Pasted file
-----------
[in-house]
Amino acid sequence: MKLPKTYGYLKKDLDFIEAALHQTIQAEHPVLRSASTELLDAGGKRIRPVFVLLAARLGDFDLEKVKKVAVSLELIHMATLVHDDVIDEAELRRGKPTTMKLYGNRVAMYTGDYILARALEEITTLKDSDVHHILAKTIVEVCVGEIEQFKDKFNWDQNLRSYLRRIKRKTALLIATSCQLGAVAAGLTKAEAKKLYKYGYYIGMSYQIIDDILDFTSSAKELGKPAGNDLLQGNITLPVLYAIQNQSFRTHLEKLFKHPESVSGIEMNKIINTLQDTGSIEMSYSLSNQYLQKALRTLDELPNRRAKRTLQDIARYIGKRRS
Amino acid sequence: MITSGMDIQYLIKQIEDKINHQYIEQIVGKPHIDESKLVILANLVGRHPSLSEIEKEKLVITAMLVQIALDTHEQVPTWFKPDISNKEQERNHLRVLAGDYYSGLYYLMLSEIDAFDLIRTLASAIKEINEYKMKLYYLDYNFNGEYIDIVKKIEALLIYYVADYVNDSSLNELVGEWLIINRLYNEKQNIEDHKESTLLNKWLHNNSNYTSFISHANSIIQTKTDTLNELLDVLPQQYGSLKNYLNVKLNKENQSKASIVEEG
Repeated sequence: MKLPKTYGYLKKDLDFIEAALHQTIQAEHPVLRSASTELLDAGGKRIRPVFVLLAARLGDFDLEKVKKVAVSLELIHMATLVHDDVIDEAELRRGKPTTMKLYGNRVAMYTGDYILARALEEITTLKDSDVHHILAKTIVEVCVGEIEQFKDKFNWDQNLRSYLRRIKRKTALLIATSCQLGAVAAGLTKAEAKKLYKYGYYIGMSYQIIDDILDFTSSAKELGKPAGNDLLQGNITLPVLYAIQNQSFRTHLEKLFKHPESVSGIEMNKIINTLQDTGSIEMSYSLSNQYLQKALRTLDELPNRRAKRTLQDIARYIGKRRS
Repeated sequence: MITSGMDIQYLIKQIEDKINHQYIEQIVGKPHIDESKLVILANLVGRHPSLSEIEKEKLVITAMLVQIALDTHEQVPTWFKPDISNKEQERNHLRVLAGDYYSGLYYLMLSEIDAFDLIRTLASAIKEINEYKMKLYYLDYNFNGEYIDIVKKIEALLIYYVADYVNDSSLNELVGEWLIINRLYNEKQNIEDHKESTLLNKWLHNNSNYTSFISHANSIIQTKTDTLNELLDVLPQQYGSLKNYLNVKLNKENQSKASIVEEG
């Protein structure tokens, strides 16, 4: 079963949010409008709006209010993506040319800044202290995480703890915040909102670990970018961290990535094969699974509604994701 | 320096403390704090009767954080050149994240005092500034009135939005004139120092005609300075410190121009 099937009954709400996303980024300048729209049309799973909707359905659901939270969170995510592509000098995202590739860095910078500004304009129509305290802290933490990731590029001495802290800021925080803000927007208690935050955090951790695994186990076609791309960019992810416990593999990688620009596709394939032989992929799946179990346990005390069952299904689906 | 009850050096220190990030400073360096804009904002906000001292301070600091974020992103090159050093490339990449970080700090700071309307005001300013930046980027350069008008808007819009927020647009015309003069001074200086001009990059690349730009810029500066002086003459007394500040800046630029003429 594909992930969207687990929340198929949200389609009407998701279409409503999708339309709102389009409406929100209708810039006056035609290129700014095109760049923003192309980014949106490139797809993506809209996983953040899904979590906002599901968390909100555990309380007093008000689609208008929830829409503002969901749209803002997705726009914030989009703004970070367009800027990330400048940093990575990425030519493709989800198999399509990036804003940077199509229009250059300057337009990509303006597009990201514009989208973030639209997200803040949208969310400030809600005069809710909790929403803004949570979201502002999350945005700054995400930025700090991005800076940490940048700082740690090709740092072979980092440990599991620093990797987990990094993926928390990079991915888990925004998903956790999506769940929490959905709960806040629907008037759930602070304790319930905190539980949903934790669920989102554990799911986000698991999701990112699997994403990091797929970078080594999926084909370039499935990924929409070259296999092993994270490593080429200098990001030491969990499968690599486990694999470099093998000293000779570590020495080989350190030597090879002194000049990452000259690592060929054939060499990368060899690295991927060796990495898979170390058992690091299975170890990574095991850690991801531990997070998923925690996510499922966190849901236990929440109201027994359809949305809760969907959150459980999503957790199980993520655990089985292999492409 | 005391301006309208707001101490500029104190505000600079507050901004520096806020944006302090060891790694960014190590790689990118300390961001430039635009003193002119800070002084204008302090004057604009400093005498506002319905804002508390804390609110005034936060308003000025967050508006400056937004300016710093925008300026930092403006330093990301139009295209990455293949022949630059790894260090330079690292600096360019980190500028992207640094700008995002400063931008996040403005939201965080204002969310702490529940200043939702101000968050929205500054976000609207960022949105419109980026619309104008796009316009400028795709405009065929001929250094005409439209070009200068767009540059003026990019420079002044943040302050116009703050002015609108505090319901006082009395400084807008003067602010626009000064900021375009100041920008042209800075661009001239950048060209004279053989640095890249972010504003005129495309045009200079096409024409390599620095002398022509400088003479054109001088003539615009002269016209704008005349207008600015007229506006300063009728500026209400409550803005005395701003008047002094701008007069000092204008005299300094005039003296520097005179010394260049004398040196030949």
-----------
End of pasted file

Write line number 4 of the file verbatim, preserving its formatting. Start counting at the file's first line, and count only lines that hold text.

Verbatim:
Repeated sequence: MKLPKTYGYLKKDLDFIEAALHQTIQAEHPVLRSASTELLDAGGKRIRPVFVLLAARLGDFDLEKVKKVAVSLELIHMATLVHDDVIDEAELRRGKPTTMKLYGNRVAMYTGDYILARALEEITTLKDSDVHHILAKTIVEVCVGEIEQFKDKFNWDQNLRSYLRRIKRKTALLIATSCQLGAVAAGLTKAEAKKLYKYGYYIGMSYQIIDDILDFTSSAKELGKPAGNDLLQGNITLPVLYAIQNQSFRTHLEKLFKHPESVSGIEMNKIINTLQDTGSIEMSYSLSNQYLQKALRTLDELPNRRAKRTLQDIARYIGKRRS